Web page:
In contrast to Rousseau, Aristotle argued that human beings are not naturally equal. The two share the view, however, that a constitution establishes the common interest of the whole. Indeed, for Aristotle, the individual does not flourish outside the community, whose primary function is to promote and secure flourishing. Like his teacher, Plato, Aristotle's political theory is deeply connected to his ethical theory. For Aristotle, in fact, ethics is preparatory to politics.
Hugo Grotius's work profoundly influenced philosophy, law, political theory, and relevant areas of study. His contributions to natural law theory generally promote the view that certain societal norms have their basis in nature. Thus, acceptable and unacceptable behaviors are so by nature.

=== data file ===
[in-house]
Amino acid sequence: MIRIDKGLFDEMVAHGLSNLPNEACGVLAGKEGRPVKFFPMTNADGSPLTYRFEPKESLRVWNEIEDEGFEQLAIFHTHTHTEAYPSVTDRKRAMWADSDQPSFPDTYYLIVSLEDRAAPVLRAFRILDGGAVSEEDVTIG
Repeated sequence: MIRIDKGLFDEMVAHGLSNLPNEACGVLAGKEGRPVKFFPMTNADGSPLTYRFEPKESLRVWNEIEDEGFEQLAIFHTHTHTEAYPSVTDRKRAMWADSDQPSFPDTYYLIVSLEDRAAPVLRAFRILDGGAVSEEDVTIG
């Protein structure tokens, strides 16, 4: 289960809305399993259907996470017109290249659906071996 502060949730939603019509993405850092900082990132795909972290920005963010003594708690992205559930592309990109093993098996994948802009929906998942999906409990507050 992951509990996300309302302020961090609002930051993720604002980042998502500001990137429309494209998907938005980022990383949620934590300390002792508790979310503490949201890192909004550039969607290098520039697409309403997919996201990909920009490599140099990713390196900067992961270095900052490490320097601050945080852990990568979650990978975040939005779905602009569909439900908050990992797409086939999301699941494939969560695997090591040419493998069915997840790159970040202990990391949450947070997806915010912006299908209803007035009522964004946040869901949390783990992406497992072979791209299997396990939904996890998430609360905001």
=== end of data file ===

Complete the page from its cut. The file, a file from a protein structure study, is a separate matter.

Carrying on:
Thomas Hobbes's political philosophy is derived from his view that reality is exclusively material, which is to say, only material things exist. According to Hobbes, outside of a social contract, human life is miserable. It is only by entering into a compact that individuals have a chance of living well—or at least, more safely than they are alone. Hobbes's view vests authority and responsibility in an individual sovereign.
Niccolò Machiavelli is often called the father of modern political philosophy. His seminal work, The Prince, offers advice to would-be rulers. This advice focuses on what a would-be prince should do to retain power.
Charles-Louis de Secondat, baron de La Brède and de Montesquieu
Montesquieu articulated a theory of the separation of governmental powers. This view was influential on framers of subsequent constitutions.
Along with Aristotle, Plato is one of the greatest philosophers. Having written on virtually every subject, Plato's philosophy is systematic. This means, in part, that his political theory is intimately connected with his theories of reality (metaphysics) and knowledge (epistemology). According to Plato, only a republic ruled by philosopher kings and queens will be just.